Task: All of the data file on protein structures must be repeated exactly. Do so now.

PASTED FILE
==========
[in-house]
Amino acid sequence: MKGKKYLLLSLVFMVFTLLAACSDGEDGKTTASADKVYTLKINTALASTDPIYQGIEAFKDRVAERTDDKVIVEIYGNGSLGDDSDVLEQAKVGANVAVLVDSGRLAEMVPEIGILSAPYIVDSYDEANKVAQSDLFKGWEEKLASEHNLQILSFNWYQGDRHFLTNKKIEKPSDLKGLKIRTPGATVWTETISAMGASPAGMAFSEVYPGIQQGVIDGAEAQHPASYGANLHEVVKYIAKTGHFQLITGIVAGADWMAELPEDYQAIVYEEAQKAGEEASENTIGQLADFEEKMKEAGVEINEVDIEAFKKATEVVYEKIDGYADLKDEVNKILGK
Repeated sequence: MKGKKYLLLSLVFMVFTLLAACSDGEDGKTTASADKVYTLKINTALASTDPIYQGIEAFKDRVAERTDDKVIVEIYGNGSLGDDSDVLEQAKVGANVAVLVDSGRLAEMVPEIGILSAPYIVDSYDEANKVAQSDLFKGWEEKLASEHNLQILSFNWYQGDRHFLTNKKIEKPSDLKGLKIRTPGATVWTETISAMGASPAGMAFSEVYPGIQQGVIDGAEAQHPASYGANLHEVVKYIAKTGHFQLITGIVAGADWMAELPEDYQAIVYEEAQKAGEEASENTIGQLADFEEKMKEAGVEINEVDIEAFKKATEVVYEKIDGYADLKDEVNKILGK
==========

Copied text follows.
[in-house]
Amino acid sequence: MKGKKYLLLSLVFMVFTLLAACSDGEDGKTTASADKVYTLKINTALASTDPIYQGIEAFKDRVAERTDDKVIVEIYGNGSLGDDSDVLEQAKVGANVAVLVDSGRLAEMVPEIGILSAPYIVDSYDEANKVAQSDLFKGWEEKLASEHNLQILSFNWYQGDRHFLTNKKIEKPSDLKGLKIRTPGATVWTETISAMGASPAGMAFSEVYPGIQQGVIDGAEAQHPASYGANLHEVVKYIAKTGHFQLITGIVAGADWMAELPEDYQAIVYEEAQKAGEEASENTIGQLADFEEKMKEAGVEINEVDIEAFKKATEVVYEKIDGYADLKDEVNKILGK
Repeated sequence: MKGKKYLLLSLVFMVFTLLAACSDGEDGKTTASADKVYTLKINTALASTDPIYQGIEAFKDRVAERTDDKVIVEIYGNGSLGDDSDVLEQAKVGANVAVLVDSGRLAEMVPEIGILSAPYIVDSYDEANKVAQSDLFKGWEEKLASEHNLQILSFNWYQGDRHFLTNKKIEKPSDLKGLKIRTPGATVWTETISAMGASPAGMAFSEVYPGIQQGVIDGAEAQHPASYGANLHEVVKYIAKTGHFQLITGIVAGADWMAELPEDYQAIVYEEAQKAGEEASENTIGQLADFEEKMKEAGVEINEVDIEAFKKATEVVYEKIDGYADLKDEVNKILGK